Morte D'urban by J.f. PowersMorte D'urban by J.f. Powers

Morte D'urban

byJ.f. PowersIntroduction byElizabeth Hardwick

Paperback | May 31, 2000

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Winner of The 1963 National Book Award for Fiction.

The hero of J.F. Powers's comic masterpiece is Father Urban, a man of the cloth who is also a man of the world. Charming, with an expansive vision of the spiritual life and a high tolerance for moral ambiguity, Urban enjoys a national reputation as a speaker on the religious circuit and has big plans for the future. But then the provincial head of his dowdy religious order banishes him to a retreat house in the Minnesota hinterlands. Father Urban soon bounces back, carrying God's word with undaunted enthusiasm through the golf courses, fishing lodges, and backyard barbecues of his new turf. Yet even as he triumphs his tribulations mount, and in the end his greatest success proves a setback from which he cannot recover.

First published in 1962, Morte D'Urban has been praised by writers as various as Gore Vidal, William Gass, Mary Gordon, and Philip Roth. This beautifully observed, often hilarious tale of a most unlikely Knight of Faith is among the finest achievements of an author whose singular vision assures him a permanent place in American literature.
J. F. Powers (1917-1999) was born in Jacksonville, Illinois, and studied at Northwestern University while holding a variety of jobs in Chicago and working on his writing. He published his first stories in The Catholic Worker and, as a pacifist, spent thirteen months in prison during World War II. Powers was the author of three collecti...
Title:Morte D'urbanFormat:PaperbackDimensions:360 pages, 7.9 × 5 × 0.75 inPublished:May 31, 2000Publisher:New York Review BooksLanguage:English

The following ISBNs are associated with this title:

ISBN - 10:0940322234

ISBN - 13:9780940322233

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Rated 4 out of 5 by from Snapshot of history This book won the national book award in 1963 for fiction. Our hero Father Urban is a little quirky and self-centered; yet even with those faults it is hard not to sympathize with him. I approached this book with some regret. It was the last of Powers' works I would have the chance to read. So I took my time and slowly read chapter by chapter, savoring the book over a much longer period than I normally would. The book was both satisfying and a bit of a disappointment. It was satisfying in that I have now completed the published books of J. F. Powers. It was also sad because of this fact. It was a bit disappointing in that the story feels unfinished. Like a chapter was left out when it went to printing. Some of the plot was inevitable, and predictable, but the characters you meet along the way make the book very engaging and entertaining. I am a post Vatican II baby. As such, I do not know the Latin Mass - have only read books, and seen films of what the church was like before that period. Powers is a master at creating characters, and characters that are believable. His priests, brothers, monsignors and even bishops are believable to anyone who has had serious interactions even with clergy of today. I know of a priest locally who could be an Urban walking off the page to take up ministry today. Many segments of this book were previously published as short stories in a variety of sources. Powers was a master at the short story, but his creative genius was his ability to take those short stories and turn them into a convincing novel. He has done this with both his published novels - this book Morte D'Urban and Wheat That Springeth Green. Both books were nominated for the National Book Award and Urban won. That is the testament to Powers' power and prowess with the quill. It is also witness to his ability to transcend the short story, a genre that appears to be going by the wayside, and to compile books of great depth and insight. Modern author Chuck Palahniuk, the author of Fight Club, wanted to write a book of short stories, but his publisher, even with his popularity after Fight Club, would not allow him a book of short stories. Then Palauniuk wrote Haunted a collection of characters' personal stories told by a group of writers locked in a building. Powers achieves what Palahniuk does not in that his stories flow together seamlessly, where Palahniuk's are obviously individual stories. This book is worth the read for anyone wanting a glimpse of insight into post World War II Catholicism, especially in the Midwest. But it is also a great study of people and why they do what they do - what drives them to achieve, their dreams and ultimately their failures and defeats. Unfortunately I have now read all of Powers' fiction. Fortunately the 2 books and 3 collections of short stories can be savored again and again. I can predict I have not finished with reading Powers, or Urban.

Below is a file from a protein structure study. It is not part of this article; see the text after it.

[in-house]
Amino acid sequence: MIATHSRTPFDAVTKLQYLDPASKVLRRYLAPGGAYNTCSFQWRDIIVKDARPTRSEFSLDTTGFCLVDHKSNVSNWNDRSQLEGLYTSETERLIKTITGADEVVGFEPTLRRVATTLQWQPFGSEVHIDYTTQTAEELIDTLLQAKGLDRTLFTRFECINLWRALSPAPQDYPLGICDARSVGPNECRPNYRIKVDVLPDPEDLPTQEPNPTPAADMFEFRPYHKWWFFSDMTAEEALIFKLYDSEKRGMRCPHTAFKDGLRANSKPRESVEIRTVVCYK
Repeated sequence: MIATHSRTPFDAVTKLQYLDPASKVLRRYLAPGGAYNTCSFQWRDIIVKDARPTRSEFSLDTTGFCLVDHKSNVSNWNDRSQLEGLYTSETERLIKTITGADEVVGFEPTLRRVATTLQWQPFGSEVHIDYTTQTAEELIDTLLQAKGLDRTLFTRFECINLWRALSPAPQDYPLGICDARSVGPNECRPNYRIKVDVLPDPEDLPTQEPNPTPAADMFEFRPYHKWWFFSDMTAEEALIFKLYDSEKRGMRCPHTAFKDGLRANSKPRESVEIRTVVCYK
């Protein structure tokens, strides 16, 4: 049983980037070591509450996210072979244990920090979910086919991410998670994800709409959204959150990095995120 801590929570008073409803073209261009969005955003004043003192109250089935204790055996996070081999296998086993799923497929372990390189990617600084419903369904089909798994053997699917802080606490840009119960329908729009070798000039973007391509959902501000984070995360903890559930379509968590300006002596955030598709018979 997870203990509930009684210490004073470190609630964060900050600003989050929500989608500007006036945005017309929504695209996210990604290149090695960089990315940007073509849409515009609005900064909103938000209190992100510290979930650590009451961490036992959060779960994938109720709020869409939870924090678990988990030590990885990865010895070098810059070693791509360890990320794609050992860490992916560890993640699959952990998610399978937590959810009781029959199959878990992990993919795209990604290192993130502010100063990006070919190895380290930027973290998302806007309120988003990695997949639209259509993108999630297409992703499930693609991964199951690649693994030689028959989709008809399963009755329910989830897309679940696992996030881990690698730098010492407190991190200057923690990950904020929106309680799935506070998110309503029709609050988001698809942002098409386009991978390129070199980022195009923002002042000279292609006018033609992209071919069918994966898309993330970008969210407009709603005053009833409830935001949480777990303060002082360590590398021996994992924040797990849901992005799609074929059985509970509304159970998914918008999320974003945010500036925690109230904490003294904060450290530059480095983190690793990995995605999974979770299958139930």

Date published: 2008-10-22

Editorial Reviews

“D’Urban is a gem—a supremely funny tale about Father Urban, a Midwestern priest who believes in golf, baseball, scotch, and the Roman Catholic Church, perhaps in that order. Fr. Urban’s struggles with the management of a parish are rendered with a comic’s timing, and Powers’s prose and dialogue are as sharp as anything in Flannery O’Connor. Is anyone as funny today? Maybe David Gates; maybe Tom Drury.” —Publishers Weekly "Superbly comic" — Nancy Pearl, Book Lust"Each sentence tends to be an event; yet every event, like every firm but fluent sentence, is an open door into the next half—expected, half—shocking encounter….Morte D’Urbanis [J.F. Powers’s] supreme fiction." — F.W. Dupee"…[Powers’s] priests were creatures of a vivid, sympathetic, and unerring imagination…." — Andrew Greeley, Commonweal